Over the past 30 years a growing body of scholarship has sought to analyse the visual and material dimensions of British politics in the 18th and 19th centuries.
King Henry VIII’s quarrel with the papacy over the annulment of his almost 24-year marriage to Catherine of Aragon is familiar to both popular and historical audiences. What is less well known is that papal interference in royal marriages dates as far back as the Carolingian era, although the tools popes used to defend the indissolubility of marriage evolved over time.
The literature of the British home front differs distinctly in both quantity and nature between the two wars themselves.
If posterity remembered her at all, Louisa Catherine Adams probably knew that it would be as the other Mrs. Adams. She was the wife of John Quincy Adams, whose one-term presidency was arguably as disastrous as that of his father, John Adams. She was also the daughter-in-law of the formidable Abigail Adams, who, beginning in the 19th century, became a paragon of revolutionary womanhood.
Containing a diverse range of essays on the experiences of early modern women from female investors to indentured servants, Challenging Orthodoxies: The Social and Cultural Worlds of Early Modern Women is an important contribution to the growing body of research on early modern female experience. First presented at a conference held in honour of Hilda L.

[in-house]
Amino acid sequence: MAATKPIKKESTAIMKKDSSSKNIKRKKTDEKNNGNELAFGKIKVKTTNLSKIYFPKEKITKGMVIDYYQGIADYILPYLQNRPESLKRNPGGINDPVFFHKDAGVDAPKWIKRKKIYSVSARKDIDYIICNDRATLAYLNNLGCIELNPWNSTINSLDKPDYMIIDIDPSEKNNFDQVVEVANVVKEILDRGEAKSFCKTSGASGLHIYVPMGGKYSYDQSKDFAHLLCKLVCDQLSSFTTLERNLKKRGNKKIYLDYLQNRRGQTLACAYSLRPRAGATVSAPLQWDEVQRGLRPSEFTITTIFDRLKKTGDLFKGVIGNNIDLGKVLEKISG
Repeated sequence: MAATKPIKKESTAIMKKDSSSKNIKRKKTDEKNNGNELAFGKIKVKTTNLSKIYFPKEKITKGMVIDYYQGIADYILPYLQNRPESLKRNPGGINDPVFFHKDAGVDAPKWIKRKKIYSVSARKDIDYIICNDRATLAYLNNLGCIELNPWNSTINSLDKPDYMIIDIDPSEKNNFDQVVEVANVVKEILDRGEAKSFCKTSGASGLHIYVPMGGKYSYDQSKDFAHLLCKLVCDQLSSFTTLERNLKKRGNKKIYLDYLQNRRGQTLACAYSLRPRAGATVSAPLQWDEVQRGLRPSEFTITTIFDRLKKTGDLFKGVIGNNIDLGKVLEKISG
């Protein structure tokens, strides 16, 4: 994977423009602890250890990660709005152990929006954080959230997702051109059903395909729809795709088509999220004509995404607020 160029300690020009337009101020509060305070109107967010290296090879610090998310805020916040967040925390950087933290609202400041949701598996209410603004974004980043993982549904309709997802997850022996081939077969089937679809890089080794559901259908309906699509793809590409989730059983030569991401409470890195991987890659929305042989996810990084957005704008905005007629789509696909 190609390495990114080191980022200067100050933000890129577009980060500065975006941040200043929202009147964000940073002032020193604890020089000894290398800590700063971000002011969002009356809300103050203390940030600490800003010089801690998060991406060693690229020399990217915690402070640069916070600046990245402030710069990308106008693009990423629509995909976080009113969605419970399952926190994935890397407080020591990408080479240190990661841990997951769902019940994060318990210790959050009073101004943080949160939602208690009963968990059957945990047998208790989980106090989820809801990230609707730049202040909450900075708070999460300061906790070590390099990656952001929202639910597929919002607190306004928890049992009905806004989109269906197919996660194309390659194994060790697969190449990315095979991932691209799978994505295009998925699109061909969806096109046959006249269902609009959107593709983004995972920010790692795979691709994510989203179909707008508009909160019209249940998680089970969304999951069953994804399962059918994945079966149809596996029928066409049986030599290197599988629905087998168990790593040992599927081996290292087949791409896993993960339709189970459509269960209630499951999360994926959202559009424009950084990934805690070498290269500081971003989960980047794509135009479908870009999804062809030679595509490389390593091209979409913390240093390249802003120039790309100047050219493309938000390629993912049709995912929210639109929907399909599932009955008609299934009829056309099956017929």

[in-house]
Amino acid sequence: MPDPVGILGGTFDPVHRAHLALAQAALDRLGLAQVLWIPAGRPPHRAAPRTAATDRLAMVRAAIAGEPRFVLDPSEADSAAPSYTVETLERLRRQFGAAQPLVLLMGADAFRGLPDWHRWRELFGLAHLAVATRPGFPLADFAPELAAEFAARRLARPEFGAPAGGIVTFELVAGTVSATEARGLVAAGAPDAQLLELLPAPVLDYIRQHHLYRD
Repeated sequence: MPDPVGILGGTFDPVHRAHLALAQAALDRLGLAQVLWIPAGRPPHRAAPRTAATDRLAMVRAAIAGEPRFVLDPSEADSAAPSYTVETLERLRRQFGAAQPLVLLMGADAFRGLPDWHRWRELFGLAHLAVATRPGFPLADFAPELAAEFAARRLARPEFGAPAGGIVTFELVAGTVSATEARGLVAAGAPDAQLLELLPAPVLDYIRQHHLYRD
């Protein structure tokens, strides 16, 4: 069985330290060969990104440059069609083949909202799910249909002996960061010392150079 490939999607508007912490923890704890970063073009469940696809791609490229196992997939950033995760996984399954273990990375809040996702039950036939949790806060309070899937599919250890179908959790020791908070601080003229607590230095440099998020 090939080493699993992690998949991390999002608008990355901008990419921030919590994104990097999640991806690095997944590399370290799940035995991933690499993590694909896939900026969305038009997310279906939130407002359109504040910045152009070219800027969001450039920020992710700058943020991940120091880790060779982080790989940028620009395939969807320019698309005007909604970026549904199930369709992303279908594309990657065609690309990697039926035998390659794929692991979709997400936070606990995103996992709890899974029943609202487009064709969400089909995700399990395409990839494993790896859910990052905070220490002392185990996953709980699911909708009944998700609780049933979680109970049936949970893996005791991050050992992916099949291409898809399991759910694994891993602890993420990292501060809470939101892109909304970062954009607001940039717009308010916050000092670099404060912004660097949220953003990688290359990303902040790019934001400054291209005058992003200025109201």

Contemporary punditocracy suggests that the Left has never grasped the joy of shopping, its late 20th–century political katabasis being no clearer indication.
The general outline for this project, when the call for papers first appeared in June 2013, requested contributions for essays on the entertainments and popular culture of the First World War, offering a lot of promise for the study of humour in an historical context, which has, it would seem, only recently become of interest to cultural historians.(1) As a self-procla
Thomas Dixon’s Weeping Britannia is a tour through six centuries of British tears, from ‘extreme weeper’ Margery Kempe to the televised ‘sob-fests’ of Britain’s Got Talent and The X Factor, via tear-stained judges, the emotionally extravagant novel of sensibility, supposedly stiff-upper-lipped politicians, and the bemused disdain of dry-eyed journalists observing the
It is dangerous for historians to know the future. The seductive power of seeing ‘how it all came out’ too often warps the way the process of change in the past is understood and can result in the classic version of a Whiggish view of history. Among the examples of this that can be cited is the way the Polish-Lithuanian union has been evaluated.
In the last decade the history of American capitalism has monopolized the attention of US scholars and students alike. From the halls of Harvard to the front pages of the New York Times, the history of this financial system has become a hot topic.